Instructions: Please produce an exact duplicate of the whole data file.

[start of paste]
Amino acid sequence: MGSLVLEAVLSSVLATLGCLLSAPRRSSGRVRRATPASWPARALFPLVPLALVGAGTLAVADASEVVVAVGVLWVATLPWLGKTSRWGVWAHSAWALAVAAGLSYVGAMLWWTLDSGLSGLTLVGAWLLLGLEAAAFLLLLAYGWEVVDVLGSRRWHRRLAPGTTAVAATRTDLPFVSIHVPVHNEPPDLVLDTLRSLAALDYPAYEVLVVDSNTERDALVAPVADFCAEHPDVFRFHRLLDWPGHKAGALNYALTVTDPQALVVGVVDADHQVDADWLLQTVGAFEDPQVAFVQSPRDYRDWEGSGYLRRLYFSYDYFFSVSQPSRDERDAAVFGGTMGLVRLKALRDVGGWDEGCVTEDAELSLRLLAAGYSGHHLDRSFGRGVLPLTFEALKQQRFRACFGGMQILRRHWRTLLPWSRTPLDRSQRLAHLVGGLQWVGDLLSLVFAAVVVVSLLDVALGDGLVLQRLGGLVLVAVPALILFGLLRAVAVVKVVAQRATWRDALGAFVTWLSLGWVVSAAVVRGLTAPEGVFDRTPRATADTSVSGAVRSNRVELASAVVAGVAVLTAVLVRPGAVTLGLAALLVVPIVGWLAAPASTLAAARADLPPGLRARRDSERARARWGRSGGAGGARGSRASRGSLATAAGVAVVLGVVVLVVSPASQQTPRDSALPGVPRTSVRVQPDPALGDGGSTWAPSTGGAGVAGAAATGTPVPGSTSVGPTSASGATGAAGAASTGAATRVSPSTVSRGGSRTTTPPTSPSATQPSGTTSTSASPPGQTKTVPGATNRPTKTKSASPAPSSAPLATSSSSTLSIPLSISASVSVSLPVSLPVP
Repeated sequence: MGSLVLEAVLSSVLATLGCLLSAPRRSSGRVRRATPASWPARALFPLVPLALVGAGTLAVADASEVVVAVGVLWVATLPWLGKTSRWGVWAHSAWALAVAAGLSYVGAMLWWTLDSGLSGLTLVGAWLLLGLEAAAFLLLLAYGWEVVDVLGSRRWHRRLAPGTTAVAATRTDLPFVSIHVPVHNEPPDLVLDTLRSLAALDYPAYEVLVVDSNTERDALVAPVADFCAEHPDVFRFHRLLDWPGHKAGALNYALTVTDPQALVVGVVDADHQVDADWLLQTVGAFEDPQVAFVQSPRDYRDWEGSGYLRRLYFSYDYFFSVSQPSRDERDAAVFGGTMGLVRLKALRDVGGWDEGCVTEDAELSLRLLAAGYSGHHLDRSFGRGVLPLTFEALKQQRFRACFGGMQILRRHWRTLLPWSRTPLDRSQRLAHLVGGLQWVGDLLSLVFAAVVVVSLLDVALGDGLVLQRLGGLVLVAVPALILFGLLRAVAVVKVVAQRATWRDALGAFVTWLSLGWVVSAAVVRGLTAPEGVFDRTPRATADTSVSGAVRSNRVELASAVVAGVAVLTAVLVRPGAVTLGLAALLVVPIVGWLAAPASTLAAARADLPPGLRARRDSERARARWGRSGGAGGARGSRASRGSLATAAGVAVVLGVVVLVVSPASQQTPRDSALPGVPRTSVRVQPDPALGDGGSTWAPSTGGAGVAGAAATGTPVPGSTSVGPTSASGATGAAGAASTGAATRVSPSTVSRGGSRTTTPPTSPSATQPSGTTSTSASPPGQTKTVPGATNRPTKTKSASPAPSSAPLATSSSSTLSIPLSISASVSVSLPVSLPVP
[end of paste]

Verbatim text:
Amino acid sequence: MGSLVLEAVLSSVLATLGCLLSAPRRSSGRVRRATPASWPARALFPLVPLALVGAGTLAVADASEVVVAVGVLWVATLPWLGKTSRWGVWAHSAWALAVAAGLSYVGAMLWWTLDSGLSGLTLVGAWLLLGLEAAAFLLLLAYGWEVVDVLGSRRWHRRLAPGTTAVAATRTDLPFVSIHVPVHNEPPDLVLDTLRSLAALDYPAYEVLVVDSNTERDALVAPVADFCAEHPDVFRFHRLLDWPGHKAGALNYALTVTDPQALVVGVVDADHQVDADWLLQTVGAFEDPQVAFVQSPRDYRDWEGSGYLRRLYFSYDYFFSVSQPSRDERDAAVFGGTMGLVRLKALRDVGGWDEGCVTEDAELSLRLLAAGYSGHHLDRSFGRGVLPLTFEALKQQRFRACFGGMQILRRHWRTLLPWSRTPLDRSQRLAHLVGGLQWVGDLLSLVFAAVVVVSLLDVALGDGLVLQRLGGLVLVAVPALILFGLLRAVAVVKVVAQRATWRDALGAFVTWLSLGWVVSAAVVRGLTAPEGVFDRTPRATADTSVSGAVRSNRVELASAVVAGVAVLTAVLVRPGAVTLGLAALLVVPIVGWLAAPASTLAAARADLPPGLRARRDSERARARWGRSGGAGGARGSRASRGSLATAAGVAVVLGVVVLVVSPASQQTPRDSALPGVPRTSVRVQPDPALGDGGSTWAPSTGGAGVAGAAATGTPVPGSTSVGPTSASGATGAAGAASTGAATRVSPSTVSRGGSRTTTPPTSPSATQPSGTTSTSASPPGQTKTVPGATNRPTKTKSASPAPSSAPLATSSSSTLSIPLSISASVSVSLPVSLPVP
Repeated sequence: MGSLVLEAVLSSVLATLGCLLSAPRRSSGRVRRATPASWPARALFPLVPLALVGAGTLAVADASEVVVAVGVLWVATLPWLGKTSRWGVWAHSAWALAVAAGLSYVGAMLWWTLDSGLSGLTLVGAWLLLGLEAAAFLLLLAYGWEVVDVLGSRRWHRRLAPGTTAVAATRTDLPFVSIHVPVHNEPPDLVLDTLRSLAALDYPAYEVLVVDSNTERDALVAPVADFCAEHPDVFRFHRLLDWPGHKAGALNYALTVTDPQALVVGVVDADHQVDADWLLQTVGAFEDPQVAFVQSPRDYRDWEGSGYLRRLYFSYDYFFSVSQPSRDERDAAVFGGTMGLVRLKALRDVGGWDEGCVTEDAELSLRLLAAGYSGHHLDRSFGRGVLPLTFEALKQQRFRACFGGMQILRRHWRTLLPWSRTPLDRSQRLAHLVGGLQWVGDLLSLVFAAVVVVSLLDVALGDGLVLQRLGGLVLVAVPALILFGLLRAVAVVKVVAQRATWRDALGAFVTWLSLGWVVSAAVVRGLTAPEGVFDRTPRATADTSVSGAVRSNRVELASAVVAGVAVLTAVLVRPGAVTLGLAALLVVPIVGWLAAPASTLAAARADLPPGLRARRDSERARARWGRSGGAGGARGSRASRGSLATAAGVAVVLGVVVLVVSPASQQTPRDSALPGVPRTSVRVQPDPALGDGGSTWAPSTGGAGVAGAAATGTPVPGSTSVGPTSASGATGAAGAASTGAATRVSPSTVSRGGSRTTTPPTSPSATQPSGTTSTSASPPGQTKTVPGATNRPTKTKSASPAPSSAPLATSSSSTLSIPLSISASVSVSLPVSLPVP